BC List Status:
Red (Candidates for- Extirpated, Endangered, or Threatened status)
Their relative large size and fringe hairs on the feet distinguish Pacific Water Shrew from all other shrew species except for American Water Shrew (Sorex palustris a.k.a. Common Water Shrew). American Water Shrew can be identified by grey to black dorsal fur with a silver-grey belly, a bi-coloured tail with a paler ventral surface, and a smaller skull with the rostrum not curved ventrally.
Habitat loss, degradation and fragmentation in riparian zones causing damage and destruction of nests/den sites, litter abandonment and possibly extirpation of local populations due to urban development, agriculture and logging.
Loss of habitat components important to foraging and nesting due to removal of dead trees and down wood in riparian zones.
Increase in vehicle mortalities and population fragmentation due to roadways that cut through core habitat areas and lack wildlife passage structures.
Limited reproductive success and population sustainability due to short lifespan reducing the potential for ‘backup’ populations in the event of local population declines.
Adverse effects of contaminated runoff from roads and other impervious surfaces on water quality and turbidity, affecting species aquatic prey base and potentially the insulating capability of the shrew’s pelage.
Direct mortality from by-catch in minnow traps or small mammal traps from inventory activities, as well as potential mortality from rodent pest control activities in developments adjacent to riparian areas.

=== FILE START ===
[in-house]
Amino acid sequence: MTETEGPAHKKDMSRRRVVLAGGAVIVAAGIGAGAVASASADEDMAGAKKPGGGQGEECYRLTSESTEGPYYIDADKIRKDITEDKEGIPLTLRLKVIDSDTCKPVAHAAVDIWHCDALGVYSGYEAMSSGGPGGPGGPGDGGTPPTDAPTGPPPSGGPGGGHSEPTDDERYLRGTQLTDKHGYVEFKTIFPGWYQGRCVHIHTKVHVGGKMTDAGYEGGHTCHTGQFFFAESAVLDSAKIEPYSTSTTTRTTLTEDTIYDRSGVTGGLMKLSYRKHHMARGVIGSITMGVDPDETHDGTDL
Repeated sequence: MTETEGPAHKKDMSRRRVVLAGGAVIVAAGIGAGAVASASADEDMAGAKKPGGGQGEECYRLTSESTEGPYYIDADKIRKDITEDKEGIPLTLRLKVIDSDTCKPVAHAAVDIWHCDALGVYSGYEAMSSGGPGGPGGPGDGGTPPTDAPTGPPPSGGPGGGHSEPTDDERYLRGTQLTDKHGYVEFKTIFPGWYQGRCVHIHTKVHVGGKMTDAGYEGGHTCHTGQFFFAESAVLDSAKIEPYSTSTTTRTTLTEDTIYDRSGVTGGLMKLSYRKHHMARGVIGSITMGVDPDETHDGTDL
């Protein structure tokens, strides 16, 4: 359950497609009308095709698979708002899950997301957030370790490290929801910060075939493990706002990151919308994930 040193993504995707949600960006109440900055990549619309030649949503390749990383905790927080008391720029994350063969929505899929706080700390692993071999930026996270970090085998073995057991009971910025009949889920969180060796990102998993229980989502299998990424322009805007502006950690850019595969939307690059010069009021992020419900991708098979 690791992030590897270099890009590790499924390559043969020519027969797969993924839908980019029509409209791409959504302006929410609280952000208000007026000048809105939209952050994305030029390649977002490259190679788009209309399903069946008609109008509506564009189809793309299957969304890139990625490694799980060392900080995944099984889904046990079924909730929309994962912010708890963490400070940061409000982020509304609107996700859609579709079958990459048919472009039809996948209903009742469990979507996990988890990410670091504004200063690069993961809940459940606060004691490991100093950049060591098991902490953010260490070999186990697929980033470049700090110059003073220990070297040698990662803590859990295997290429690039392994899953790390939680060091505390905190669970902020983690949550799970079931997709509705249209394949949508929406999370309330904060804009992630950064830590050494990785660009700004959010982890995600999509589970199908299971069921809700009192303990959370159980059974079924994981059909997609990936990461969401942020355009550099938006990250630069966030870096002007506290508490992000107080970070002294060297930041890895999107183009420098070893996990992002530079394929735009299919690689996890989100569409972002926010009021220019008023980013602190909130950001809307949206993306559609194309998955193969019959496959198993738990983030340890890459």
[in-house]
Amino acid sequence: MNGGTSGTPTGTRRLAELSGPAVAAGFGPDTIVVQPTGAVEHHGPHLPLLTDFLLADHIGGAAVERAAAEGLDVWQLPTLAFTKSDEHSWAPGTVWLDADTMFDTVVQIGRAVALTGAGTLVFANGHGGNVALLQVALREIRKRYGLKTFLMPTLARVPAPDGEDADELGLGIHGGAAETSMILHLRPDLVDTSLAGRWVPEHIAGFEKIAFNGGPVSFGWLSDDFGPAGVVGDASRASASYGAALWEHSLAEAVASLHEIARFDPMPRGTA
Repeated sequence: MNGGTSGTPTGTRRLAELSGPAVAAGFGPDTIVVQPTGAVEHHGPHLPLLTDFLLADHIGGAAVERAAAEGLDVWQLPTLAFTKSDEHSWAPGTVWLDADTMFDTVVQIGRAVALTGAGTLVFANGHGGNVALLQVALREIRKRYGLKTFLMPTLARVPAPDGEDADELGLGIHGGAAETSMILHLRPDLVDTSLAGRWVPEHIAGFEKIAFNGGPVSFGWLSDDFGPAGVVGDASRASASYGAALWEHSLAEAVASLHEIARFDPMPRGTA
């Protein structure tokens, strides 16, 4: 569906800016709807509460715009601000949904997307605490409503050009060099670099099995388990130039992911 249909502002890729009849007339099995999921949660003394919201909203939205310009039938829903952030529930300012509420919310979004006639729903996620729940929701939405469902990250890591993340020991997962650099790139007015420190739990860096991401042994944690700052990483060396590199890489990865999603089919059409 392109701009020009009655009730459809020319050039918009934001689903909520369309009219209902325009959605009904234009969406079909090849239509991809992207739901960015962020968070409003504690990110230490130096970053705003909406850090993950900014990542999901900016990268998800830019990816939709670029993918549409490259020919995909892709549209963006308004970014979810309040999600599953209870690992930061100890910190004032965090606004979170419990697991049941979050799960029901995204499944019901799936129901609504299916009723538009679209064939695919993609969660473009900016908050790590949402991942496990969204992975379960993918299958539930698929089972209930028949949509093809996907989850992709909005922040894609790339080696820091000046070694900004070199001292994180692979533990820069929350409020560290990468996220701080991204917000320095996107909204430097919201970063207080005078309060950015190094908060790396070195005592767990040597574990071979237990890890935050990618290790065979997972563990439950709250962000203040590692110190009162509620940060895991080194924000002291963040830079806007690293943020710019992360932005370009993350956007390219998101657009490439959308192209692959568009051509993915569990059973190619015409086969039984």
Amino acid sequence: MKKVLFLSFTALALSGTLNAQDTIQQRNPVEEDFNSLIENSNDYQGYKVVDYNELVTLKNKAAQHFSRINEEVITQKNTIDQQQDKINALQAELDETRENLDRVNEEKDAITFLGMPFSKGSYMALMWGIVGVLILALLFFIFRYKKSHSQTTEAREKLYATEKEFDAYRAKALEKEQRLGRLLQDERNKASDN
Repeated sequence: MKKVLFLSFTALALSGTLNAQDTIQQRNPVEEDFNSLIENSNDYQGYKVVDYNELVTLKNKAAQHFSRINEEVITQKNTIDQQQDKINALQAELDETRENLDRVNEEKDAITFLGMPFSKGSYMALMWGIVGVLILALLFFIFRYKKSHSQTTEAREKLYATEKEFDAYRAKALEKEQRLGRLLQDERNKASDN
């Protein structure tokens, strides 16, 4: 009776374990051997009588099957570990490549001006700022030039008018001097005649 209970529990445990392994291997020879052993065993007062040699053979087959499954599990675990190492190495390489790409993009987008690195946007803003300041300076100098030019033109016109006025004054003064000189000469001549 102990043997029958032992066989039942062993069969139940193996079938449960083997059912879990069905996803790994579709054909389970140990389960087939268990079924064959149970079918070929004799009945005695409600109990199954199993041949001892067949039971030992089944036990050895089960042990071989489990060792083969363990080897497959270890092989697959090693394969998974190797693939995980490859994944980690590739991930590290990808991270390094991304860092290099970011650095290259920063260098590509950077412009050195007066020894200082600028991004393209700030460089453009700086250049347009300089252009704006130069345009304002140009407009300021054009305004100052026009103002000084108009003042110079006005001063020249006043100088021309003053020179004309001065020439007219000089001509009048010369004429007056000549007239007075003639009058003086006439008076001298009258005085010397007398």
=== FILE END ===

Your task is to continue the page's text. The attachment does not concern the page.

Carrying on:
Predation from free ranging and feral domestic pets (i.e. cats).
Apply conservation and management objectives as set-out in the “Recovery Strategy for the Pacific Water Shrew Sorex bendirii in British Columbia” and “Best Management Practices Guidelines for Pacific Water Shrew in Urban and Rural Areas (BMP; working draft). Complementary objectives can be found in “Accounts and Measures for Managing Identified Wildlife – Accounts V. 2004 Pacific Water Shrew Sorex bendirii”.
This species is listed under the Federal Species At Risk Act (SARA), is Identified Wildlife under the BC Forest and Range Practices Act and subject to protections and prohibitions under the BC Wildlife Act. Habitat for this species may also be governed under provincial and federal regulations including the Fish Protection Act and Federal Fisheries Act as well as Regional and local municipal bylaws. Contact the Provincial regional species at risk biologist and/or the recovery team for the most up to date information.